September 9, 2020

Pegasus Launches Online “Intimate Conversations Series”; Premiere Features the Director and Composer of “Seneca”

“SENECA”: Pegasus Theatre Company presented an online conversation featuring the film’s co-writer, co-producer, director, and editor Jason Chaet; and its composer, Robert Manganaro. Above: Actor David Seneca (Armando Riesco, left) struggles to be a good father to his daughter Annette (Claudia Morcate-Martin). The film is available on HBO and HBO Max. (Image Courtesy of Kosher Quenepa LLC)

By Donald H. Sanborn III

Pegasus Theatre Company of West Windsor premiered its “Intimate Conversations Series” on September 3. The online discussion featured two of the artists behind the 2019 film Seneca: director and editor Jason Chaet, and Princeton-born composer Robert Manganaro. Pegasus board member John Paxton, a teacher and independent filmmaker, curated the conversation.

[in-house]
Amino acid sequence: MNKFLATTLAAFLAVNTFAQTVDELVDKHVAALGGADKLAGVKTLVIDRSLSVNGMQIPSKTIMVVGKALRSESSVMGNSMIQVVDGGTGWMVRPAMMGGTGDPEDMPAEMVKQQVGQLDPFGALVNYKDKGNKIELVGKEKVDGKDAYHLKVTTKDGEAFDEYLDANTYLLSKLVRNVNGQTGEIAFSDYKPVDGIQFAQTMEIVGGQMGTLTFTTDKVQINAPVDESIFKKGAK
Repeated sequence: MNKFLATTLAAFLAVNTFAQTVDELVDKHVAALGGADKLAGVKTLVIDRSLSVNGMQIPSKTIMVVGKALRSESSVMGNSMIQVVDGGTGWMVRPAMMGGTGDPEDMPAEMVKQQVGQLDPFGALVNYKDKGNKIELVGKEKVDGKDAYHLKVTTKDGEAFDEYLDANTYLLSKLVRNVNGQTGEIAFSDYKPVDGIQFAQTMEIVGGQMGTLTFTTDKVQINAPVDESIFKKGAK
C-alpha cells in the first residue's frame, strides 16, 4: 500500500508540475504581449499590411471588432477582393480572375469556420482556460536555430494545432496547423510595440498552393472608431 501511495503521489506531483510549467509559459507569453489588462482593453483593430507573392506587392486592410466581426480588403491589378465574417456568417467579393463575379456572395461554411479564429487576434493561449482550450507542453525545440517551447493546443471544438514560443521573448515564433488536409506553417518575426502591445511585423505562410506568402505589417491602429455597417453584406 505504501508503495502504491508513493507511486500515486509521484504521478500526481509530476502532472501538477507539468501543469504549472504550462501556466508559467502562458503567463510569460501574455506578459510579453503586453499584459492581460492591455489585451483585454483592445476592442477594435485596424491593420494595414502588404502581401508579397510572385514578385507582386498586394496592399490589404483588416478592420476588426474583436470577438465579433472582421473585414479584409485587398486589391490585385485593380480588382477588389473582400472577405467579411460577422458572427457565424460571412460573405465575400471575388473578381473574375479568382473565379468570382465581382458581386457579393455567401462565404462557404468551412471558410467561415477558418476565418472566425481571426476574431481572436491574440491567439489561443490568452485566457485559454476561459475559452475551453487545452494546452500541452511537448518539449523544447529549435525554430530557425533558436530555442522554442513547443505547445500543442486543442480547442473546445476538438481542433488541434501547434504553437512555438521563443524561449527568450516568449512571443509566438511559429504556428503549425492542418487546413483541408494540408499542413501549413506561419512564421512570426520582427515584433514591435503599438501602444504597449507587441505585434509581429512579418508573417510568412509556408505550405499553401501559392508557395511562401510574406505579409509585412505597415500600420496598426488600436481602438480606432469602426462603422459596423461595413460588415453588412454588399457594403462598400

The event came about because Manganaro is a family friend of Managing Artistic Director Jennifer Nasta Zefutie. “I grew up with Jennifer’s husband, John. He and I have remained close friends for years,” Manganaro says in an email to this writer. “I was best man in his wedding, so it’s fun that this came full circle.”

As a songwriter and performer Manganaro has collaborated with Hamilton star Anthony Ramos on songs including “Ocean City,” “Take Me To The Middle,” and “Freedom.” He has performed the National Anthem at NBA and NCAA basketball games, in stadiums such as the Prudential Center and Barclay’s. He met Chaet through the American Musical and Dramatic Academy, where both are on staff.